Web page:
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St. Paul's Church, Walton

Click to visit the St. Helen's, Sandal Magna Parish web site.St. Paul's Church, The Balk
[unofficial site]
St. Paul's Church provides services to the local community with events such as the very successful 'Holiday at Home'.

In addition, the Barnabas Rooms are also used by other organisations and private functions.

• Contact the parish office at St. Helen's, Sandal Magna, for more information about services at the church and information about hiring the Barnabas Rooms.

St. Paul's was dedicated in 1898 by the Bishop of Wakefield. It owes its existence to the generosity of Mr Edward Simpson, who provided the land and materials for the construction of the church. It was made of prefabricated corrugated iron sheets built in London. The present building was erected in 1967.
Various local community activities take place at the church. St. Paul's is part of the Anglican Parish of Sandal Magna.
~~~


The Birth of St Paul's

In 1897 to mark Queen Victoria's Diamond Jubilee, Mr Edward Simpson of Walton Hall, provided the land and materials for a new church in The Balk. Constructed from prefabricated corrugated iron sheets on wooden frames, built in London, the church was dedicated on the 10 January 1898, by the Bishop of Wakefield, the Rt Rev Dr Eden. The Bishop preached on Isaiah 55:10 "Seed to the sower, bread to the eater", on the need to provide for present use and to make provision for the future. The interior was painted dark grey with pale green walls, the screen and pulpit being dark brown. It had a vestry, organ and bell and was lighted by gas. The roof was originally red, but weathered to black.

The building served the community for many years, only being replaced in 1967 by a fine new structure, which echoes the shape of the original building, having been built around it.

Services have been held regularly by the Vicar, Curates, Lay Readers and Lay People. There has also been many years of good fellowship with the Walton Pantomime and dedicated service to the village.

For many years the Village Hall built in 1913 was the Sunday School and in 1948 it was recorded that 70 children belonged to the Sunday School and used to attend St Paul's on the 3rd Sunday in the month for a family service.

Future Plans

A centenary celebration needs to look forward in anticipation as well as backwards in thanksgiving, and I can do no better than outline the vision for the church that came out of an Evening of Prayer and Vision held on 29 October 1996. Our four objectives are:-

1. to foster collaboration with the Methodist Church
2. to cater for families and young people aged 0-11
3. to reach out into the community in new and creative ways
4. to review existing facilities and to consider prayerfully fresh extension plans

Our centenary plans include opportunities to look back in gratitude for 100 years of worship, mission and service to St Paul's and to build the mission for the next 100 years, whilst remaining faithful to our Lord's Commission and to the example of St Paul, who wrote in his letter to the Philippians Chapter 4 verse 13:
" I can do all things through Christ who strengthens me."

Rupert Martin

The Birth of St. Paul's Church, from the Walton Parish Council Newsletter, Summer 2000.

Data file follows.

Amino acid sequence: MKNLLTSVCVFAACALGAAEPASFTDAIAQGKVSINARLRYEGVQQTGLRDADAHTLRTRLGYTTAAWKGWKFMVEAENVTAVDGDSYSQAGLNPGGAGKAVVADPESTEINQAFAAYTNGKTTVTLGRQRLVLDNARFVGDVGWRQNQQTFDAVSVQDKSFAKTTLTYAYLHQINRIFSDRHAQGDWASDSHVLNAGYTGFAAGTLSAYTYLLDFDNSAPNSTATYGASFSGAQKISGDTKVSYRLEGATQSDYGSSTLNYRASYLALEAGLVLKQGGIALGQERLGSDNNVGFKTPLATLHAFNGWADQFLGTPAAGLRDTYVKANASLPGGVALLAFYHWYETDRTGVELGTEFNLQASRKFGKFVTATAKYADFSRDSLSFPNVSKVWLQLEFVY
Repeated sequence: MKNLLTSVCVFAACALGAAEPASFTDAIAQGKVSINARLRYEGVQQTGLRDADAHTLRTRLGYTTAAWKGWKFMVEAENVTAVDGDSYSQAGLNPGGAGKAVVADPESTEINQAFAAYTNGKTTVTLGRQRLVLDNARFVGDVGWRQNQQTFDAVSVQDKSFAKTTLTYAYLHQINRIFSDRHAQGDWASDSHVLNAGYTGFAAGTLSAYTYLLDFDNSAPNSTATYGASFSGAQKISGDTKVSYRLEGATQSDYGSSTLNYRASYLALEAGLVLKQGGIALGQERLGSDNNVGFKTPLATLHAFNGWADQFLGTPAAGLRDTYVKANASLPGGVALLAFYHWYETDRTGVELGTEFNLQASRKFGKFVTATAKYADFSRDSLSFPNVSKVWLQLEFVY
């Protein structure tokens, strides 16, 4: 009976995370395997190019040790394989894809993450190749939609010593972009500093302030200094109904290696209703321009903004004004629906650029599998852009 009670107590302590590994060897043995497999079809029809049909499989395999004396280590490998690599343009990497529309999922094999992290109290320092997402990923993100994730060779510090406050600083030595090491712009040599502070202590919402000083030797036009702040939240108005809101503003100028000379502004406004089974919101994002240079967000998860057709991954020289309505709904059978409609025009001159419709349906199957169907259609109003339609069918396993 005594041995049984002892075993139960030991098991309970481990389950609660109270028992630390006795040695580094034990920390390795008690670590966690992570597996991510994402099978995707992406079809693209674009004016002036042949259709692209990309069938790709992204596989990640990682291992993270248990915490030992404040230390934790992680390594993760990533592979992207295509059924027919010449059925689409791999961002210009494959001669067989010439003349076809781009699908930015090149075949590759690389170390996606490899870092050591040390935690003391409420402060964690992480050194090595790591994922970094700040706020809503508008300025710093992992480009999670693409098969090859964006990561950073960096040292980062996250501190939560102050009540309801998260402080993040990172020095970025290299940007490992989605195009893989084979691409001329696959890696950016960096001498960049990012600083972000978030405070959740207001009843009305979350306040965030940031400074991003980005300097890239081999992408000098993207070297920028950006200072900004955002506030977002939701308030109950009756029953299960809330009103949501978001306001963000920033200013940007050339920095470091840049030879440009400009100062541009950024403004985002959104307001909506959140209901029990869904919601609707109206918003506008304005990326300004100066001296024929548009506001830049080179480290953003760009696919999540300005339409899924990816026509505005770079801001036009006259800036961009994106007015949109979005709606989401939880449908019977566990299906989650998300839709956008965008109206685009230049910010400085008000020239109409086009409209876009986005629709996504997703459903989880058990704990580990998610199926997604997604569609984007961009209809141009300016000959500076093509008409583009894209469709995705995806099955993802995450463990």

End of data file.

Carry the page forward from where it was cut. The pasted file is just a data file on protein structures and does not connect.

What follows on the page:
Walton Parish Council is a local government body that represents the Civil Parish of Walton.
St. Paul's Church is in the Anglican Parish of Sandal Magna.


OUR CHURCH HERITAGE
Those aficionados of Sunday night television may well have been enjoying The White Queen on BBC1. The series highly features the Neville family; the Duchess Cecily mother of Edward lV, her nephew Earl of Warwick “The Kingmaker”, and his daughters Isabel and Anne who married Edward’s brothers. The Neville family have two connections with our Parish. Duchess Cecily lost her husband, Richard Duke of York, her son Edmond Earl of Rutland, and her brother Richard Neville Earl of Salisbury (father of Warwick) at the Battle of Wakefield in 1460.
The second connection is that a distant branch of the Neville family lived in our Parish, at Chevet Hall before the Pilkingtons. Sir John Neville inherited Chevet though his marriage to Elizabeth Bosville in 1509. He was 7th cousin once removed from Edward IV both being descended from Sir Geoffrey de Neville who lived at Raby Castle in the early 13th century.
(*A)

Further to the article in last July's issue of grapevine (above) which showed how the Nevilles in the TV programme the White Queen where distantly connected to our Church. Well we have another connection to the Neville family, In the corner where the choir sings and band plays there is a remnant of the old pews that used to be in our Church. On a closer look you will notice a coat or arms. This belongs to Josceline Percy 1480-1532, son of the 4th Earl of Northumberland who married Margaret Frost of Featherstone. Josceline's great grandmother was Eleanor Neville (1397-1472) sister of Cecily Neville, Duchess of York. This makes him first cousin twice removed of Edward IV and Richard III and so a distant cousin of the Nevilles of Chevet Hall.
Josceline's son Edward married Elizabeth Waterton of Walton Hall and their son Thomas was a leader in the Gunpowder Plot. He died following an altercation with Crown forces in November 1605. There are members of the Percy family living in New Zealand who claim legitimate decent from Thomas and so claim they are the true Earls of Northumberland.
(*B)

Charles Elliott
From grapevine, the newsletter of the Ecclesiastical Parish of Sandal Magna,
St. Helen's, Sandal, and St. Paul's, Walton.
*A. July/August 2013.
*B. March 2014.

Read about Richard Neville - 16th Earl of Warwick (The Kingmaker)
6th Earl of Salisbury, 8th & 5th Baron Montagu, 7th Baron Monthermer, KG (22 November 1428 – 14 April 1471).




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